Sony DSLR A200 and Sony DT 50mm F/1.8mm SAM prime lens

News, News…

Relax. Sony DSLR-A200 camera. Sony AF DT 50mm f/1.8 SAM lens. ISO 800.

Been too busy to blog for a few days!  News.  Err… I’m on the fourth roll of 120 film in the Lubitel, with some films to pick up soon.  The weather is flamin’ gorgeous, although with an unforgiving strong light for photography.  I’ve bought a digital flatbed/ccd scanner suitable for scanning 120 medium format negatives.  Bought on Ebay, a Canon Canoscan 8400f.  Unfortunately, as is often the case, the film masks have been lost.  I haven’t got it yet, but going to try and make my own masks from card.

The Past. Sony DSLR-A200 camera. Sony AF DT 50mm f/1.8 SAM lens. Handheld with shutter speed of 0.077 sec.

Film, 35mm, and scans

More treasures from old film negatives

Family snapshot of my young daughters on a family day out. Taken circa 1998? with some point and shoot autofocus compact camera and Kodak Gold colour 35mm film. Negative scanned with a Canoscan 5600F CCD scanner.  Touched up and cropped with Gimp 2.8 software

Those autofocus compact 35mm film cameras were getting so good during the late 1990s, shortly before digital came along.  I love old family snapshots as I call them.  I loved those boxes of family photos that we all had, and are now threatened with extinction, or at least, lacking the richness of odd, unselected, poor shots that told so many tales.  So I’m gradually sieving through a box of film negatives from the 1990s, and CCD scanning them.  I keep coming up with beauts, and treasured moments like the above one.

Family snapshots – a forgotten treasure and art.  Social history.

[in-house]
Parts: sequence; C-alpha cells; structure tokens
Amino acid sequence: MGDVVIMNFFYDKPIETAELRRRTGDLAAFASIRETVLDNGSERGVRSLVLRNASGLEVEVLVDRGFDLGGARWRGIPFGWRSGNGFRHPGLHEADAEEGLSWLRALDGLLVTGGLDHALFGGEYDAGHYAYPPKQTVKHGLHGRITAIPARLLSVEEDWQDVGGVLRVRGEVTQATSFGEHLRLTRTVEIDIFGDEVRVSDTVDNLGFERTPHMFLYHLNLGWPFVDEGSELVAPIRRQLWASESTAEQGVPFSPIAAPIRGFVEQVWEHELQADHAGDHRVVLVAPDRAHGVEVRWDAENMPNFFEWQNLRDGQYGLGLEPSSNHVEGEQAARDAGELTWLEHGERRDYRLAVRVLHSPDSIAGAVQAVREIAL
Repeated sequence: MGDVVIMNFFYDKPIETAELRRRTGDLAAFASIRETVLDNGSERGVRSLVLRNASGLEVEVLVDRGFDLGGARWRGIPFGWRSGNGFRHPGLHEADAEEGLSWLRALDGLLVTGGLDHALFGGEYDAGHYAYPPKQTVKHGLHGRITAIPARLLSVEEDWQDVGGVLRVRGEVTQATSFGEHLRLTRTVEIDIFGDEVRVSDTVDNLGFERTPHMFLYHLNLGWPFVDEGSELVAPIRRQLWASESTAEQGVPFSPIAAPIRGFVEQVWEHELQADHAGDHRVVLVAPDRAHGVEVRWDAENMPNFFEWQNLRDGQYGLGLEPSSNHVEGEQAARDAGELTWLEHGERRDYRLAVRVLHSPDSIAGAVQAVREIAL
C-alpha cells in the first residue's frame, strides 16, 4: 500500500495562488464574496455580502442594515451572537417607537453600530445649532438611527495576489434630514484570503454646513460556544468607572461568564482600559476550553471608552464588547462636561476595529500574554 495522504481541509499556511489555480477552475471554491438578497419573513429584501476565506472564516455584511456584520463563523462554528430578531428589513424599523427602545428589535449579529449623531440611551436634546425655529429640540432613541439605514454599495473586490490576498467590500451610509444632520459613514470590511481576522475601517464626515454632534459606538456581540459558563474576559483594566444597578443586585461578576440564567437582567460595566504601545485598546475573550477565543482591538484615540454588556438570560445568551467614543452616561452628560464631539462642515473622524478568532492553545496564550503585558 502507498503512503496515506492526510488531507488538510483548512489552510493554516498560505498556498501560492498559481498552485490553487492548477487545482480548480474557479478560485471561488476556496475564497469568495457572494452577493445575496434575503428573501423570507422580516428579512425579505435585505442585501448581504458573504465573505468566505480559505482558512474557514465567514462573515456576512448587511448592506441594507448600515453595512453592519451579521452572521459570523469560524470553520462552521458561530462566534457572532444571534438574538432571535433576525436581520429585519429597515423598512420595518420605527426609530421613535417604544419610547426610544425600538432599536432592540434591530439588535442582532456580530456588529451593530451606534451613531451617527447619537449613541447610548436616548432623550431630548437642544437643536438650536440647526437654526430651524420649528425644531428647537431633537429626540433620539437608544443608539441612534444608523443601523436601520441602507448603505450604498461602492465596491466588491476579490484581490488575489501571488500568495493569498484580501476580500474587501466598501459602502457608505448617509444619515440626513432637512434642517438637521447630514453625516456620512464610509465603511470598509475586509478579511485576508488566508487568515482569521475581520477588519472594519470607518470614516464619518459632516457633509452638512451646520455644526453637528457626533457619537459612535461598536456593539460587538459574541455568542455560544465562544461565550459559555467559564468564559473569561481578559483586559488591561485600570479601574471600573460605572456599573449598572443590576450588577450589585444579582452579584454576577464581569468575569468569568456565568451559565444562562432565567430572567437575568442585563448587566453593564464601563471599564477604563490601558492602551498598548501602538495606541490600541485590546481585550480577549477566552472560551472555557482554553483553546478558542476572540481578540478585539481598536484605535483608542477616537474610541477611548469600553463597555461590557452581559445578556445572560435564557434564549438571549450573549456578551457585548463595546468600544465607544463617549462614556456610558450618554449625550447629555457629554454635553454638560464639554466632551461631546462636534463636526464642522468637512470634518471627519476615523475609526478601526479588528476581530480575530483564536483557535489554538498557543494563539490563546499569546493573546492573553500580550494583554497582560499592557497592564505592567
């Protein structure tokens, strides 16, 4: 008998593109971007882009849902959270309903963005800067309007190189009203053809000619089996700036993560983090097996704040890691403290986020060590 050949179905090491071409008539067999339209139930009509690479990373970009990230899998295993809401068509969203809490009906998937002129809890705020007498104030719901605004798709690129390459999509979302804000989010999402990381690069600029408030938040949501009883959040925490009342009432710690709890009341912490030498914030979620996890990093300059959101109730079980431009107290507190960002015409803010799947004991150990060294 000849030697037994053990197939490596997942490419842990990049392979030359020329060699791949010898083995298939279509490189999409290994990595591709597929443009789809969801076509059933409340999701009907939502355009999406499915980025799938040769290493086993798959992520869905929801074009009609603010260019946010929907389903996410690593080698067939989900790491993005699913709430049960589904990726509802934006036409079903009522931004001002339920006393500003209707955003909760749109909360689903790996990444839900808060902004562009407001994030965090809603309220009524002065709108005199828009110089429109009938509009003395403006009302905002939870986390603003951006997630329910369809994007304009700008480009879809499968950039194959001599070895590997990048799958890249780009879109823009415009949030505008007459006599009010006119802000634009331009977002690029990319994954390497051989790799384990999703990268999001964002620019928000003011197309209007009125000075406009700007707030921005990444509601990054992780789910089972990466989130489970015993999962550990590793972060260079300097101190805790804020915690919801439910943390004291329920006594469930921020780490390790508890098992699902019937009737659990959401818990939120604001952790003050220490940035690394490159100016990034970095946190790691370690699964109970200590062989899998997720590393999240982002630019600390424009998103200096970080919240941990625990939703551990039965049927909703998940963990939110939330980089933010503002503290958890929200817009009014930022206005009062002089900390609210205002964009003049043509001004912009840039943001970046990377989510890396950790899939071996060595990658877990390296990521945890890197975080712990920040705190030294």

Cameras and equipment, Film, 35mm, and scans

News from the Studio

On the left, my 1959 Kodak Retinette. Taken with the Sony A200 DSLR and Sony AF DT 35mm SAM.

Two new developments.  I’ve cleaned up the two quid 1959 Kodak Retinette IIA camera, and loaded it with a quid roll of Kodak Color 35mm film from Poundland.  I’m looking forward to seeing what I can get out of it.  Hopefully not any bad light leakage.  Otherwise, it looks as though everything is working, including the light meter.

Secondly, despite my tight fisted approach to budget photography, I’ve bought a new piece of equipment: a Canon Canoscan 5600F photo scanner.  I can use this to digitally scan my 35mm film negatives.  No need to buy prints anymore.  It’s also necessary if I’m going to achieve my goal of developing my own b&w photos in the future.  First try, it is surprisingly slow – allowing for only one slide of 5 negative exposures at a time, and at high resolution oh so slow.  But it gives me control, and the option to scan at high resolution.

Looking forward to uploading better quality film photos soon.